16. Under section 36 of the Ordinance, the Privacy Commissioner has the power to inspect personal data systems with a view to making recommendations to promote compliance with the Ordinance either by the data user using the system or the class of data users to which that data user belongs. In order to exercise this power, the PCO has prepared a methodology manual. However, the complaint and enquiry workload is such (see paragraphs 4 to 8 above) that such inspections cannot be carried out with the PCO's existing level of resources. Accordingly, a bid for funds for an inspection team was made in the 1998 RAE. However, this bid was not successful. The PCO now intends to seek funds in the 1999 RAE for a pilot inspection exercise.
17. In the meantime, in order to make use of the material produced in developing the inspection methodology manual, the PCO proposes to issue a compliance checklist for data users to conduct compliance self-assessments. The initial preparation work for the checklist has been completed and guidance and training materials are being prepared. The current plan is to issue a compliance assessment kit, comprising the checklist, guidance materials and training materials, in the last quarter of 1999.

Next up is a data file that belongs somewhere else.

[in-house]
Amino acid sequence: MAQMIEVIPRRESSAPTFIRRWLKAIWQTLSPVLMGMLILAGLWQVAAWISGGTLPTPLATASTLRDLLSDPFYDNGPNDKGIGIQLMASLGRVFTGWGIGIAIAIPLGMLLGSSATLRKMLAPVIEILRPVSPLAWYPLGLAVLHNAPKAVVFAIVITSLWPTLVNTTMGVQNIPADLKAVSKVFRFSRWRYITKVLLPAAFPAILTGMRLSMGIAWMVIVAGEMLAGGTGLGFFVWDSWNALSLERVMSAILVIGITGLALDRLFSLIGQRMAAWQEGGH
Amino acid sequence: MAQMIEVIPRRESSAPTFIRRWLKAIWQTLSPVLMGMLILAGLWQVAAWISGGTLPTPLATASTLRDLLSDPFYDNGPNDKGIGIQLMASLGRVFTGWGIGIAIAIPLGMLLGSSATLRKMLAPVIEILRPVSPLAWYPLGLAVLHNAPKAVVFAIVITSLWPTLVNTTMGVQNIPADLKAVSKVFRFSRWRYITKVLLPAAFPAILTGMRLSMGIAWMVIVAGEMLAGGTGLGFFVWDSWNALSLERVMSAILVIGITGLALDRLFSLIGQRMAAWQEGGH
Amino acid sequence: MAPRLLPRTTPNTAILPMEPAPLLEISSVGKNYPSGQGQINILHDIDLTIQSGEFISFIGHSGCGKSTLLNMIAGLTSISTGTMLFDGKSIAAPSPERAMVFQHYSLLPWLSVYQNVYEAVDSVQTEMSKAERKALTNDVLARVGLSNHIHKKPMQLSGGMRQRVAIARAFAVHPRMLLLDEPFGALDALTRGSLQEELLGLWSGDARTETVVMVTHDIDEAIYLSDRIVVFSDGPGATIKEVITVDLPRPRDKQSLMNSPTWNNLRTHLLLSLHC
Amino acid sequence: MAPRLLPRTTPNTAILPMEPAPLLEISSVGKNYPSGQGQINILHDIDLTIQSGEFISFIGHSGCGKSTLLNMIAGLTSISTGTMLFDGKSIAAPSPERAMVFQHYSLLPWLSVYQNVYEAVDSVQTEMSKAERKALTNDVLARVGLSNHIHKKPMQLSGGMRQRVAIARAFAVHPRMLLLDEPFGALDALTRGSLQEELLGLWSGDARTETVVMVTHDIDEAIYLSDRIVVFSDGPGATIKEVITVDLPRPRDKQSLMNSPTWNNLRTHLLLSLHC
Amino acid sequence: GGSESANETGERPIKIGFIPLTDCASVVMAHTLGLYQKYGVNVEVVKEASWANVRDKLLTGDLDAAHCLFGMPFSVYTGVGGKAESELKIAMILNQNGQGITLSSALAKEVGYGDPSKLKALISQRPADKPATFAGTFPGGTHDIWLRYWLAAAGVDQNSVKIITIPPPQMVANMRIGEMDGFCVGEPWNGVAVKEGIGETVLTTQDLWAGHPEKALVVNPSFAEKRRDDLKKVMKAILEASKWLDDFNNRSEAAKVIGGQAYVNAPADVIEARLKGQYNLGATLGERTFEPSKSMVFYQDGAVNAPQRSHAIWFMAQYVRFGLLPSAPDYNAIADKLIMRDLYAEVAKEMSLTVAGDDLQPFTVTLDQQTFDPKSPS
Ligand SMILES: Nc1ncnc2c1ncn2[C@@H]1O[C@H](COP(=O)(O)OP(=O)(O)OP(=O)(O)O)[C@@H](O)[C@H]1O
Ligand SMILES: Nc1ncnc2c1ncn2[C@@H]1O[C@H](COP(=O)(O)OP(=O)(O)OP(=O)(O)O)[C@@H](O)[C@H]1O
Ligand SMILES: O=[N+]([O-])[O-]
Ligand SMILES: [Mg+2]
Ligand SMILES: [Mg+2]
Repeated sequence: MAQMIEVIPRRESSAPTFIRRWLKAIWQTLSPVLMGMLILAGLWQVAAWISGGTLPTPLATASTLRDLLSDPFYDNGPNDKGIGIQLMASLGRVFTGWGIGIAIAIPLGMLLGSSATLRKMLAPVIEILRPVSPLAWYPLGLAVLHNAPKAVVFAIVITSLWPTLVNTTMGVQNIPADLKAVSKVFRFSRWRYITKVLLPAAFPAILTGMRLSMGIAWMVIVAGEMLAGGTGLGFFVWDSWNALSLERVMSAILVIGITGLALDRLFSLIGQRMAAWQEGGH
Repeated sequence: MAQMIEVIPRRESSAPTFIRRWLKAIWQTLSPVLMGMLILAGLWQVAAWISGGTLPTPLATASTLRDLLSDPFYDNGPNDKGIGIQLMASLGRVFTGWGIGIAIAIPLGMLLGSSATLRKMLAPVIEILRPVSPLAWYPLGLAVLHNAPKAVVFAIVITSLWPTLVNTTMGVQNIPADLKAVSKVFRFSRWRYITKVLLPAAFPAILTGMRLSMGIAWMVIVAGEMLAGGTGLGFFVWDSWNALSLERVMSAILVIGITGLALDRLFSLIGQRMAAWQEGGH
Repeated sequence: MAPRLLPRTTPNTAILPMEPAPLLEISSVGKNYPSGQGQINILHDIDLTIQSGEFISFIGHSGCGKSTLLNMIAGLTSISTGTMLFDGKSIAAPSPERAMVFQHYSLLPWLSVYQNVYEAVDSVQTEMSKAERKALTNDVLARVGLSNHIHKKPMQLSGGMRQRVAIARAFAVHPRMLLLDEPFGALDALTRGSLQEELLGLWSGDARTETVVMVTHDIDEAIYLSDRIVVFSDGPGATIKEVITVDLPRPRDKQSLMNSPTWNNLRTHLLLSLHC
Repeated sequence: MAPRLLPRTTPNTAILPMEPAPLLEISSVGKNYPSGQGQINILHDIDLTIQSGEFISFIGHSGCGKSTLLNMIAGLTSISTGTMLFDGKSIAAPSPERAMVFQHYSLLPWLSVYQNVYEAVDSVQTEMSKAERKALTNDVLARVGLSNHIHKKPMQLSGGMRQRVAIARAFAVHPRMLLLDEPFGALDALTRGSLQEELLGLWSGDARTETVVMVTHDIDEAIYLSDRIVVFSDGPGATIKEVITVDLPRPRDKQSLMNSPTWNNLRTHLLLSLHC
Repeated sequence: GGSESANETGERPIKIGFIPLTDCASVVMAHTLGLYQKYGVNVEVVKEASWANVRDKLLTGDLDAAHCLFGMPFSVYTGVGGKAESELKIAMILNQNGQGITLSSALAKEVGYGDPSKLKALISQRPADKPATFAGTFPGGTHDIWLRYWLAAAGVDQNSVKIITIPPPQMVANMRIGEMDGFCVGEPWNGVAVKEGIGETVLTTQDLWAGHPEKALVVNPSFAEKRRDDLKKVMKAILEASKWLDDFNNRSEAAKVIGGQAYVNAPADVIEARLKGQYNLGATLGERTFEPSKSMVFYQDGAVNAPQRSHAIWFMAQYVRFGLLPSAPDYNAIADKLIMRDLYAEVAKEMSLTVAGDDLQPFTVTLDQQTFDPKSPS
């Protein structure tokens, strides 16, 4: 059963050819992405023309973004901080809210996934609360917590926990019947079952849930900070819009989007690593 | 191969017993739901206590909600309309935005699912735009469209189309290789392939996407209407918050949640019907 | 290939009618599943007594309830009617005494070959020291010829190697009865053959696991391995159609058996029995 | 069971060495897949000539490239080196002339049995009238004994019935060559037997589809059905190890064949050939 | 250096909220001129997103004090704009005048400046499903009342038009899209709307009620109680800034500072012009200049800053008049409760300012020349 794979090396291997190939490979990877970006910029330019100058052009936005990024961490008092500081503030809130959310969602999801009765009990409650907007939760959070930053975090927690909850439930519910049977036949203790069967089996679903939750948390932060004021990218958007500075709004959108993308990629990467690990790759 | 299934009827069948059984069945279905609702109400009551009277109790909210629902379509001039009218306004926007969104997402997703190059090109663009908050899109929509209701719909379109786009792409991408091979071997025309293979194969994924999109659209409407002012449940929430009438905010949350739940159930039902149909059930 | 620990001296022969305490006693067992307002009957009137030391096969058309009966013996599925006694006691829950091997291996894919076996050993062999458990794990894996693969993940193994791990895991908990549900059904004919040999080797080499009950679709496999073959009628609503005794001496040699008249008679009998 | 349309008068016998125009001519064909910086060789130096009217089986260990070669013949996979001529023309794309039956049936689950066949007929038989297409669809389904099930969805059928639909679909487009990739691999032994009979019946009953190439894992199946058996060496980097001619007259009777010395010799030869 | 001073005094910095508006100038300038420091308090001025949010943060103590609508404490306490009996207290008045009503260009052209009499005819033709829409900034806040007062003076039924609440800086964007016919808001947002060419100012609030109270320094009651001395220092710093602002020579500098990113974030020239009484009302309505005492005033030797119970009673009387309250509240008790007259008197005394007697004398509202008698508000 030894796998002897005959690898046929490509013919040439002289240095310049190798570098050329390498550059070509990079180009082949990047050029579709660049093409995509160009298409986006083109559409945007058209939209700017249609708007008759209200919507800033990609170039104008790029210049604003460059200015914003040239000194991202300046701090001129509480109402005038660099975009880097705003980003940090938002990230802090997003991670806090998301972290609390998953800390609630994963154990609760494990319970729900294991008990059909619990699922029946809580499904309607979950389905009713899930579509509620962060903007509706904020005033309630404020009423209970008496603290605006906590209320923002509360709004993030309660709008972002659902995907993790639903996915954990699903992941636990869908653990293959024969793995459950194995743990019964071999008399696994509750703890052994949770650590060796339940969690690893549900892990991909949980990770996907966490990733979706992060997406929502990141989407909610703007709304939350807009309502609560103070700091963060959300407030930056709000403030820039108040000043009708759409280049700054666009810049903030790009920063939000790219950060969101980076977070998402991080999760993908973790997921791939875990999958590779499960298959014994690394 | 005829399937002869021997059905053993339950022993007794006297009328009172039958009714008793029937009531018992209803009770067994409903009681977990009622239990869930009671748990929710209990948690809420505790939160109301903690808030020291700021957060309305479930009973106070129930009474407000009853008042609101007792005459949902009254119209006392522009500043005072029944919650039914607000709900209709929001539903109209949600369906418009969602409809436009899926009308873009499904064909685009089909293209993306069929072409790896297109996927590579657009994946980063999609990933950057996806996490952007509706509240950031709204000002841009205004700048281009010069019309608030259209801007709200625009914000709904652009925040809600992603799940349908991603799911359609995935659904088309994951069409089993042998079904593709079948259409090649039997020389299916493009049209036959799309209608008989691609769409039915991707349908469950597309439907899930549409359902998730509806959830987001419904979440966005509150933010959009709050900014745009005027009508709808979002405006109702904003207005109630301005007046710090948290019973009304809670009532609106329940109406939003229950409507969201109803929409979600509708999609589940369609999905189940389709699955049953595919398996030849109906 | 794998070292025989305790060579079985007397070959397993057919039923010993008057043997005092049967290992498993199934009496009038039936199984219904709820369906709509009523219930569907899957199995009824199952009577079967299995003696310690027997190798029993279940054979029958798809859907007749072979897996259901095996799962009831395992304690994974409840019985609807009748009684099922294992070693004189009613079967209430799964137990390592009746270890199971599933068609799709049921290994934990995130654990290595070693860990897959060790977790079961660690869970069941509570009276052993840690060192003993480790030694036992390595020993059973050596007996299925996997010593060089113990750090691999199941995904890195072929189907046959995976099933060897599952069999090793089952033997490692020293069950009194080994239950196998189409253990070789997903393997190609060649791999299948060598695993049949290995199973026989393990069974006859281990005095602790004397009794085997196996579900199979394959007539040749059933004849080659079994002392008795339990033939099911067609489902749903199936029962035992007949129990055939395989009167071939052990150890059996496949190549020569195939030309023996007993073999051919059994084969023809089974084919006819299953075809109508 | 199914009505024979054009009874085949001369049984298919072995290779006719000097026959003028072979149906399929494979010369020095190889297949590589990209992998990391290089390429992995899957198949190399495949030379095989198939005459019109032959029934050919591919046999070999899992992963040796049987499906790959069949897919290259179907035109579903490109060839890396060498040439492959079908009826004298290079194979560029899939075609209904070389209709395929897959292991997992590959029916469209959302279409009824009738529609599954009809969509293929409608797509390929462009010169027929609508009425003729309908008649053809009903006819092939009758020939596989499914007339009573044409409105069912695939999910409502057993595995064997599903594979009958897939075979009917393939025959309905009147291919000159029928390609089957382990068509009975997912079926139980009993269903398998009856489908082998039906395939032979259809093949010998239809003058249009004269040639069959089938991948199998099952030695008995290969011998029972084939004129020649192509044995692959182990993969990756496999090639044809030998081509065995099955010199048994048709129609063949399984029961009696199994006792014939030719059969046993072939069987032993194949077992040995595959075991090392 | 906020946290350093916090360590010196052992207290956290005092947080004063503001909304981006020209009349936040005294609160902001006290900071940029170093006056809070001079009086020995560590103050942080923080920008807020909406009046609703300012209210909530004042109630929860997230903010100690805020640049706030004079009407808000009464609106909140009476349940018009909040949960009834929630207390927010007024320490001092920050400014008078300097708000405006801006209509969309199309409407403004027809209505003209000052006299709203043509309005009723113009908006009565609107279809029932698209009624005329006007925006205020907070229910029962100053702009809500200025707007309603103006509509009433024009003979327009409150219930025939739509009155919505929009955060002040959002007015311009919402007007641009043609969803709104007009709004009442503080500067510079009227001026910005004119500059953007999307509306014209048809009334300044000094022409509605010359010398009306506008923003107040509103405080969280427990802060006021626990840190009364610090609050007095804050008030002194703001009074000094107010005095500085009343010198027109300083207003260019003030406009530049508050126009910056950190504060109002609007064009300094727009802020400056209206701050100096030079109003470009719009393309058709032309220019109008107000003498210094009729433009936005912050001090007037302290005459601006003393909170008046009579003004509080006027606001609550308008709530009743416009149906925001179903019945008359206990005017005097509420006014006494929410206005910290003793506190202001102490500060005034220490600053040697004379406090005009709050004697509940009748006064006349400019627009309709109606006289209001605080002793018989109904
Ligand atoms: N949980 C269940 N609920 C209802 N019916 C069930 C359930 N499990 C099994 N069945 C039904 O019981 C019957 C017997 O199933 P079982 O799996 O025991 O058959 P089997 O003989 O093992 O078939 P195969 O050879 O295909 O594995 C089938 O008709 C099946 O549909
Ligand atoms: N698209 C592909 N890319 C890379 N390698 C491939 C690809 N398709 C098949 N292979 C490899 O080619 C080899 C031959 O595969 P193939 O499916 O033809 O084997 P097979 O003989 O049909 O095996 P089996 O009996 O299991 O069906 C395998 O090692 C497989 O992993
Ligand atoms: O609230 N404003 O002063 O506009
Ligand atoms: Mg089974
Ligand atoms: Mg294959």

PRIVACY AND TECHNOLOGY
18. As a follow-up to a study on the issues relating to Unsolicited Commercial E-mails ("UCE"), the PCO has recently conducted discussions with representatives of the Internet Service Providers ("ISP") Association. It was agreed that a voluntary industry code for the handling of complaints against UCE senders would be an appropriate measure. The ISP Association has agreed to take the lead in preparing the code and would examine the various technical measures that could be taken by its members to combat UCE. The PCO and the Director-General of Telecommunications will be consulted on the code in draft form. At present, there is no fixed timetable for the release of the code.
CODES OF PRACTICE
19. Pursuant to section 12 of the Personal Data (Privacy) Ordinance ("the Ordinance"), the Privacy Commissioner for Personal Data ("the Commissioner") may approve and issue codes of practice. The purpose of such a code is to provide practical guidance with respect to requirements of the Ordinance. To date, two codes of practice have been approved and issued by the Commissioner: the Code of Practice on the Identity Card Number and other Personal Identifiers, which was issued on 19 December 1997 and generally took effect on 19 June 1998; and the Code of Practice on Consumer Credit Data, which was issued on 27 February 1998 and took effect on 27 November 1998. The PCO is currently finalising a draft Code of Practice for human resources managers on the handling of employment-related personal data, i.e. the personal data of job applicants, current employees and former employees. The current timetable calls for the publication of the draft for public consultation in August 1999. It is intended to allow three months for the public consultation exercise.
1999 PERSONAL DATA PRIVACY SURVEY